Apiculture

Beekeeping is technically called apiculture. A beekeeper (or apiarist) keeps bees in order to collect their honey and other produce that the hive produces (including beeswax, propolis, flower pollen, bee pollen, and royal jelly).

Already the Egyptians… 

Depictions of humans collecting honey from wild bees in a cave in Spain date to 7,000 BC. However, fossils of honey bees date back about 150 million years, and remains of honey and beeswax were also detected on excavated pieces of Neolithic pottery. The bee was the sign of the king of Lower Egypt during the First Dynasty (3,200BC). The ancient Egyptians used honey as a sweetener, as a gift to their gods, and even as an ingredient in embalming fluid. For thousands of years, the only foolproof method of gathering honey was to find a wild hive — the locations of which were fiercely guarded. The first “domesticated” beehive likely traces back to the Egyptians. The earliest apiarists made hives from old logs or tree trunks to mimic the homes of wild swarms. 

A Gift from the Gods

In a time when fruit was the sweetest thing they had ever tasted, honey seemed like a revelation from the gods. In the earliest centuries, nearly every culture had a myth explaining the immortal sweetness of honey. Honey cakes were baked by the Egyptians and later the Greeks and used as an offering to appease the gods. Many cultures also viewed honey as a healing medicine. Cheeses were mixed with honey to make cheesecakes, described by Euripides in the fifth century BC and used as medicine.  Beekeeping flourished especially throughout the Roman Empire. Once Christianity was established, honey and beeswax production increased greatly to meet the demand for church candles. By the seventeenth century, sugar was being used regularly as the main sweetener, though still very expensive, but honey was used less. Bees were still thought to have special powers; they were often used as emblems. Napoleon’s flag carried a single line of bees in flight, and his robe was also embroidered with bees, as did the flags and coat of arms for the popes and kings.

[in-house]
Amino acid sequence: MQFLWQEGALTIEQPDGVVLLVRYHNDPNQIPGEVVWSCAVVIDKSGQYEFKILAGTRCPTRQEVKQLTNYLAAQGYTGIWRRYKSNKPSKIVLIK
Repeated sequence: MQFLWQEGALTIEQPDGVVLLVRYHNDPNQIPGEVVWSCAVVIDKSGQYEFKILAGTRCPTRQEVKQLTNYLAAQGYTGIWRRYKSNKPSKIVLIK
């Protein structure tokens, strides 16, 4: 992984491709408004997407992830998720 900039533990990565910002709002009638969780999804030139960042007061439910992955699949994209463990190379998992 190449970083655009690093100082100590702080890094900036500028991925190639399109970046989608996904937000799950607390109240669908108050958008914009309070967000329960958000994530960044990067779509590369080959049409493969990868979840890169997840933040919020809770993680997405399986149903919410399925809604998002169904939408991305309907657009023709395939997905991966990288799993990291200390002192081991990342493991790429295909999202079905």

Where does honey come from? 

Honey is a sweet, syrup-like substance that bees produce from the nectar of flowering plants. The bees collect the nectar and then consume, digest, and regurgitate it inside the beehive to produce honey. Inside of a beehive, there are three types of bees: a single female queen bee, a number of male drone bees whose role is to fertilize the new queens, and 20,000 to 40,000 female worker bees. The queen’s two primary purposes are to produce chemical scents that unite the colony and to lay eggs. Worker bees are female but are not capable of reproducing. Their job is feeding the queen, drones and larvae, collecting the pollen and nectar, and making the wax. Queens are fed only royal jelly, a protein-rich secretion from glands on the heads of young workers. Honey is stored in wax-like structures called honeycombs, which are gathered by humans. In cold weather or when other food sources are scarce, adult and larval bees use stored honey as their food. If the queen bee is not doing her job not producing enough healthy bees, the rest of the beehive kills her and appoints a new queen. The life inside the beehive is very fascinating. Please see our resources if you want to learn more about this microworld.